- It wants to organize your life for you. I like to be in charge and do certain things manually. Goes away and starts scanning everything every time it loads (there might be those that may like this, I don´t)
- It can only use GPS information for videos, not stills. It can produce videos with map overlays and other trip information such as speed, distance, etc. Example below:
These are not very precise though. A positive here though (sorry to be mixed with the negatives) is that the software is also able to produce PiP videos where, for example, the Sony Camera records a forward facing video and another camera records a backwards facing video. You can then have the backwards video in a the corner of your forwarding facing one (never tested this though).
- Even though the camera can take photos at time intervals, the software does not have the option to produce time-lapsed videos with them.
- If the card is full, when connected to the PC it takes ages (really… something like 10 min) for the software to show the pictures in its interface. Something is not right here, as when I connect the camera, I can open the card as a storage device in windows and am able to see the pictures immediately.
- The transfer of the files from the camera to the PC is not as fast as it could be.
- When transferring the files to the PC, the folder creation process uses a dd-mm-yyyy format, which might be OK for most, but I would rather prefer yyyy-mm-dd for easiness of sorting and I could not find a place to configure this in the software. It appears to pick the folder format from the configured Windows taskbar date format. I changed the taskbar Clock format to show the day of the week and it started to produce folders with the day of the week as well.
- Video editing is very limited and not very intuitive. Of course, Sony wants you to buy Sony Vegas, or Movie Studio or some other PRO video editing suite. Greedy bastards.
- My Dell XPS 15 has a Ultra high 4K resolution display. The software can´t handle this screen size very well and absolutely doesn´t know how to handle screens with different DPI scales (not only a problem for this software though). For example, interface text gets so small it´s unreadble and if I am using the notebook screen I have to guess while typing a title as the interface is all messed up in that field.
- Things I don´t like in the camera itself…
- Minimum interval for time-lapse pictures is 5 seconds. Too long in my opinion. Ideal would be if 1 and 3 seconds options existed also, which the hardware could check against the speed of the card inserted in the camera (I have a fast 64GB Samsung EVO card). It can also only shoot pictures at 1080p, which is sufficient for Full-HD time-lapse videos, but not enough to use as stills.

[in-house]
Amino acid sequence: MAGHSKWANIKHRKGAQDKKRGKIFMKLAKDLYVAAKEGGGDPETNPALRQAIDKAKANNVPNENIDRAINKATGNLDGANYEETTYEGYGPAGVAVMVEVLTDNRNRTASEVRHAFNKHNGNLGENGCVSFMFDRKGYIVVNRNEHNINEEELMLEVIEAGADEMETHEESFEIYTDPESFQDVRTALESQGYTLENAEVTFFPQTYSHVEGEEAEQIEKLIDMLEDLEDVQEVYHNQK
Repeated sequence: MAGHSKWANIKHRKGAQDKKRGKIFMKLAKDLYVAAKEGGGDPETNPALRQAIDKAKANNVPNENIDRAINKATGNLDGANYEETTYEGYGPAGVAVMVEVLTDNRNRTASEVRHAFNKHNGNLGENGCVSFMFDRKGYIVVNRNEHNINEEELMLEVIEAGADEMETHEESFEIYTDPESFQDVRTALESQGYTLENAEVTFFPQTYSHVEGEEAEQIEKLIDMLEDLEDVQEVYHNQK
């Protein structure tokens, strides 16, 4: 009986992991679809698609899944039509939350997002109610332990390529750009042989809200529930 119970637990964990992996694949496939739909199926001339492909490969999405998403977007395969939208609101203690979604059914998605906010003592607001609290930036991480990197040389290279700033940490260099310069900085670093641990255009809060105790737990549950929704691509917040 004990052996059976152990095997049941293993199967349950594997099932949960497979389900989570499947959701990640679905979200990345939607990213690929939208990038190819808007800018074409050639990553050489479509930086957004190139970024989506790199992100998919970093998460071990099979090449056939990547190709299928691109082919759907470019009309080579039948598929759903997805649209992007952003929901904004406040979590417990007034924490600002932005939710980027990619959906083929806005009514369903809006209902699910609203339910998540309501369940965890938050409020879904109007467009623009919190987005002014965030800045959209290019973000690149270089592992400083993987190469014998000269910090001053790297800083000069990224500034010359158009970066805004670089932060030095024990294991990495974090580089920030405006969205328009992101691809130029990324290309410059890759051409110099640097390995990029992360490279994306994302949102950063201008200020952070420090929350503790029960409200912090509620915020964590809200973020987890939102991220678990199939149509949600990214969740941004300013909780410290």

- The camera does not give write access to the card when connected. This means you can´t delete files in the card, so you cannot free space deleting the pictures or videos you don´t like without taking the card out of the camera. You have to transfer all the files (even those you don´t want) and format the card to free space. I´ve heard the GoPro has the same limitation apparently (?).
- NFC doesn´t work properly with my phone: I have a HTC One M8 phone with NFC and it rarely works for quick connection with the camera. Tried touching the phone to the NFC point in the camera in many spots and angles. Quicker to connect manually.
- The WiFi connection is not stable. Disconnects often over time, even though I only use it to adjust the camera position. I have also purchased a DSC QX-10 camera that has the same (and perhaps even worse) problem.
- The camera design: Its round on the bottom. It won´t stay upright without the waterproof casing. This is weakness that Sony has apparently recognized and fixed in later models.
- Even more things I don´t like about Sony…
- Although they answer reasonably quickly, Sony´s support is awful. They don´t know their own products very well and contacting them is generally a waste of time, unless you have hardware issues under warranty.
- Sony´s overall post-sales attitude: They sent me an email asking to provide feedback. I provided respectful feedback (such as this one) and they said my feedback wasn´t acceptable and invited me to re-write it. I didn´t, because I didn´t want to spend another 20 min writing the same things to get rejected again, but I wouldn´t have included it here as a negative if they were receptive to negative feedback. Organizations should not ask for feedback if all they want to hear from their customers is the stuff that helps them sell more. It´s just unfair to those that have given their time to them and perhaps made them aware of things they could improve upon.